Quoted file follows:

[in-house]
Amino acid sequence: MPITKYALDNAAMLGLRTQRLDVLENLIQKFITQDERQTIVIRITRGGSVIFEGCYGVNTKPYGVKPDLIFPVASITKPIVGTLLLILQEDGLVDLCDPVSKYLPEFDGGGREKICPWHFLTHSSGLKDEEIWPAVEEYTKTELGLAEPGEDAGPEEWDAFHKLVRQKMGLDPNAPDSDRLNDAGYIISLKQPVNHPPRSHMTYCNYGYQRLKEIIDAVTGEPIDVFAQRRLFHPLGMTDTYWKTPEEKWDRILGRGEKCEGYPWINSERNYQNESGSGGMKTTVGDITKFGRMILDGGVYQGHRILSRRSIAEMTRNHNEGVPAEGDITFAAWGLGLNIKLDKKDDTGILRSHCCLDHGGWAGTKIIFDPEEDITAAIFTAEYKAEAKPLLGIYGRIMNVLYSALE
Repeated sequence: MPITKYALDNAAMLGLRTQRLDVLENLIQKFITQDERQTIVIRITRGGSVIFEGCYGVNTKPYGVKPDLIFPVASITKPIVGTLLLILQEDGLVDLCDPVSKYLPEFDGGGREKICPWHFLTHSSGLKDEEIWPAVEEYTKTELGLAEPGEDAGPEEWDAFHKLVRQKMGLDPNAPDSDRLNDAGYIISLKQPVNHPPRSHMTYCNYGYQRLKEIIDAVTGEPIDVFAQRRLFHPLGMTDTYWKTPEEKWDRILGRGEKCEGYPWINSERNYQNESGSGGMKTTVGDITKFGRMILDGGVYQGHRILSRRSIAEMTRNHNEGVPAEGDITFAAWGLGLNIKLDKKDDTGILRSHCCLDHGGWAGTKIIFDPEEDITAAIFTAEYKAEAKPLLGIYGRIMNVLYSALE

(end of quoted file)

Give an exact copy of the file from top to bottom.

[in-house]
Amino acid sequence: MPITKYALDNAAMLGLRTQRLDVLENLIQKFITQDERQTIVIRITRGGSVIFEGCYGVNTKPYGVKPDLIFPVASITKPIVGTLLLILQEDGLVDLCDPVSKYLPEFDGGGREKICPWHFLTHSSGLKDEEIWPAVEEYTKTELGLAEPGEDAGPEEWDAFHKLVRQKMGLDPNAPDSDRLNDAGYIISLKQPVNHPPRSHMTYCNYGYQRLKEIIDAVTGEPIDVFAQRRLFHPLGMTDTYWKTPEEKWDRILGRGEKCEGYPWINSERNYQNESGSGGMKTTVGDITKFGRMILDGGVYQGHRILSRRSIAEMTRNHNEGVPAEGDITFAAWGLGLNIKLDKKDDTGILRSHCCLDHGGWAGTKIIFDPEEDITAAIFTAEYKAEAKPLLGIYGRIMNVLYSALE
Repeated sequence: MPITKYALDNAAMLGLRTQRLDVLENLIQKFITQDERQTIVIRITRGGSVIFEGCYGVNTKPYGVKPDLIFPVASITKPIVGTLLLILQEDGLVDLCDPVSKYLPEFDGGGREKICPWHFLTHSSGLKDEEIWPAVEEYTKTELGLAEPGEDAGPEEWDAFHKLVRQKMGLDPNAPDSDRLNDAGYIISLKQPVNHPPRSHMTYCNYGYQRLKEIIDAVTGEPIDVFAQRRLFHPLGMTDTYWKTPEEKWDRILGRGEKCEGYPWINSERNYQNESGSGGMKTTVGDITKFGRMILDGGVYQGHRILSRRSIAEMTRNHNEGVPAEGDITFAAWGLGLNIKLDKKDDTGILRSHCCLDHGGWAGTKIIFDPEEDITAAIFTAEYKAEAKPLLGIYGRIMNVLYSALE